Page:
I am looking forward to attending the Wild Goose Festival in Hot Springs, North Carolina, July 12-15, where I will lead a workshop examining themes in my book Native Americans, the Mainline Church, and the Quest for Interracial Justice (Chalice Press, 2017).
I believe that the Native American drive for self-governance is one of the most important civil rights movements of our time. Yet, most non-Indians do not understand the significance of this movement and what it means for those of us who, like myself, are non-Indians. For many of us the history of Christian-Indian relations is largely a hidden history. In my workshop we will dig into this history, examine some of the ways that American Christianity contributed to the oppression, exploitation, subjugation, and extermination of Indigenous Peoples, and wrestle with the probing question that Dr. King asked in his last book: Where Do We Go from Here: Chaos or Community? (Beacon Press, 1968). In this blog and those that follow I want to explore some of the themes that I believe we must examine together.
Historians teach us that English colonization of America began when, in 1578, Queen Elizabeth I authorized Sir Henry Gilbert to start a colony in America. He failed but six months after his death his half-brother, Sir Walter Raleigh received a similar authorization. Queen Elizabeth gave Raleigh: "free liberty and license . . . to discover, search, find out, and view such remote, heathen and barbarous lands, countries, and territories, not actually possessed of any Christian princes, nor inhabited by Christian people . . . and the same to have, hold occupy, and enjoy forever."
Roughly fifty years later the English settlers who founded the Massachusetts Bay Colony in 1630 created an official seal before they left England. This seal pictured a nearly naked Native holding a flimsy-looking bow and arrow, inscribed with the plea "Come and help us." Students of the Bible recognize this plea echoes a vision that the Apostle Paul received in the night in which: "a man from Macedonia was standing beseeching him and saying, 'Come over to Macedonia and help us'" (Acts 16: 9, RSV). Paul's vision opened Europe to Christian missionaries and bolstered the westward expansion of the church. In later times this missionary text reinforced the idea that heathens and savages would be grateful recipients of the gospel--a gift from enlightened Christians. The settlers who founded the Jamestown Colony and the Puritans and Pilgrims and those who followed in their footsteps imagined themselves to be the vanguard of civilization. They were ready to find, search out, and possess any place on earth not already possessed by a Christian prince or inhabited by Christian people.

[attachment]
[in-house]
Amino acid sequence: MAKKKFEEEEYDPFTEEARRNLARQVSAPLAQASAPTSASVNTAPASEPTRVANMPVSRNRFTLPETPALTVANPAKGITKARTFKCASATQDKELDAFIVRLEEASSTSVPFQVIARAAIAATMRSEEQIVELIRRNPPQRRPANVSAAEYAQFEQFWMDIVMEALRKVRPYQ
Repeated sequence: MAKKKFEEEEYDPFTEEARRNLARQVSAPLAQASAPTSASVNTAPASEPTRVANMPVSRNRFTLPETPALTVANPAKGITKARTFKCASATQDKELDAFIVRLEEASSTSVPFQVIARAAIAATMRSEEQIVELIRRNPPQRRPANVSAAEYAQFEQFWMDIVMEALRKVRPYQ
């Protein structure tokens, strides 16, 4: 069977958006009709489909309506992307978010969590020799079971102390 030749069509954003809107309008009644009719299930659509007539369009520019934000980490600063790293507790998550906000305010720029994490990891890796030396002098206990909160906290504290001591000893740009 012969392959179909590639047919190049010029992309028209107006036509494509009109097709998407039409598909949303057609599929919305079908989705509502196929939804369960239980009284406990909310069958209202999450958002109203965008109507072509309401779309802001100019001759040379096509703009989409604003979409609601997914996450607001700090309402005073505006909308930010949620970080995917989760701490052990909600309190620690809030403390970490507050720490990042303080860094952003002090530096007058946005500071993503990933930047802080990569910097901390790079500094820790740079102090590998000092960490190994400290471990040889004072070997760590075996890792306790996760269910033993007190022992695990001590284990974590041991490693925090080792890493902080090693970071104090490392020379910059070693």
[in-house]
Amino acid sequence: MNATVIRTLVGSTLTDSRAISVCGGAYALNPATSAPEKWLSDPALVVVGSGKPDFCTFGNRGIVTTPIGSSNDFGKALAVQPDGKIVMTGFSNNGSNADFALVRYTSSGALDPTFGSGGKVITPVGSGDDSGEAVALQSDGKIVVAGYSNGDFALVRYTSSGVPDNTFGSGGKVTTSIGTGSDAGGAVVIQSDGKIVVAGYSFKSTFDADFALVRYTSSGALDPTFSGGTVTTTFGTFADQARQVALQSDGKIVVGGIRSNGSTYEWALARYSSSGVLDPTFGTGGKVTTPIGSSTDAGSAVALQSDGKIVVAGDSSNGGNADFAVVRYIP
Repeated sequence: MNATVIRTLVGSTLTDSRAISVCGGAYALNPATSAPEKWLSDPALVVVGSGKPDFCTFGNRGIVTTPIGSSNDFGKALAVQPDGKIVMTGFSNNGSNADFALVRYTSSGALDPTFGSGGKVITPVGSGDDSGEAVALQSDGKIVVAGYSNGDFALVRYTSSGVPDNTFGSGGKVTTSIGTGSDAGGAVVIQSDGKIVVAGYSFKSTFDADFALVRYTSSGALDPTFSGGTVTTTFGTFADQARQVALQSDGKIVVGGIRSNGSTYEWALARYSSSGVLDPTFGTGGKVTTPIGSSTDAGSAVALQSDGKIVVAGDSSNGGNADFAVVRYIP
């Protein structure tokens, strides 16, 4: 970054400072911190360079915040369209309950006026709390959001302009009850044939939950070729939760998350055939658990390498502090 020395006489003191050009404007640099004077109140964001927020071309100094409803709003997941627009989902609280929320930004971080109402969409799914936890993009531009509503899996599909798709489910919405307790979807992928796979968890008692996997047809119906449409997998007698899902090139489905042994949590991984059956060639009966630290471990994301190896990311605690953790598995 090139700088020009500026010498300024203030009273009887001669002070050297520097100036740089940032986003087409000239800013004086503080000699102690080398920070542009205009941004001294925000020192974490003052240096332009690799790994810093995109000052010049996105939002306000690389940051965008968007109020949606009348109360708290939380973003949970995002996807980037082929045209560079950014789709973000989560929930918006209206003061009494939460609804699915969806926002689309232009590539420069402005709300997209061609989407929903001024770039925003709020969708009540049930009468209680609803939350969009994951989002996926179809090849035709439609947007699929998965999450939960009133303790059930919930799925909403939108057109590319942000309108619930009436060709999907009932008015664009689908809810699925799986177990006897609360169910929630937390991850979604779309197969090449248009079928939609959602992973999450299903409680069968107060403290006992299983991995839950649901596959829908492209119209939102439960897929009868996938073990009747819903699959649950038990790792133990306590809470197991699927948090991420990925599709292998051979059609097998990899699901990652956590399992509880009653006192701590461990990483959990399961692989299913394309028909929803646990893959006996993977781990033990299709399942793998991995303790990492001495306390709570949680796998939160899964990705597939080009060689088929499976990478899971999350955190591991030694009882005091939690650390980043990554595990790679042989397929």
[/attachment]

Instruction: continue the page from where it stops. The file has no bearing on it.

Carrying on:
This is the beginning of what Native scholar Steven T. Newcomb (Shawnee/Lenape) calls the "Christian Nations Theory." In my interpretation of this theory, European setters held that because they had "discovered" America, and by virtue of their self-proclaimed superior religion and culture, they had the right to exercise control over Indigenous Peoples and take their land in exchange for a higher religion and culture. While many Christians do not subscribe to this theory today, this theory remains the foundation of U.S.-Indian law. I would argue that this theory continues to inform some elements of American Christianity and, albeit in a somewhat secular version, America's view of the world. As people of faith we have to learn this history, so that we can equip ourselves with new stories of faith befitting our hope for a more just and peaceful society and world.
In future blogs I will show how the beliefs of early settlers made their way into the Declaration of Independence and the Constitution. We will also learn about Indian boarding schools run by Christian denominations and other efforts to assimilate, subjugate, or annihilate Native Americans. Throughout this long and tortured history Native Americans have maintained their cultures and their traditional ways. Now, in the twenty-first century, many Protestant denominations have apologized to Native Americans for their participation in our nation's sordid past. Whereas, once white Christians were intent on "civilizing and Christianizing" Indians, today we are finding new ways to support and encourage one another because we realize a shared call to the common good.
I welcome your reply this blog and those to follow. Please introduce yourself to me if you are attending the Wild Goose Festival.
David P. Hansen
Author: Native Americans, the Mainline Church, and the Quest for Interracial Justice (Chalice Press, 2017)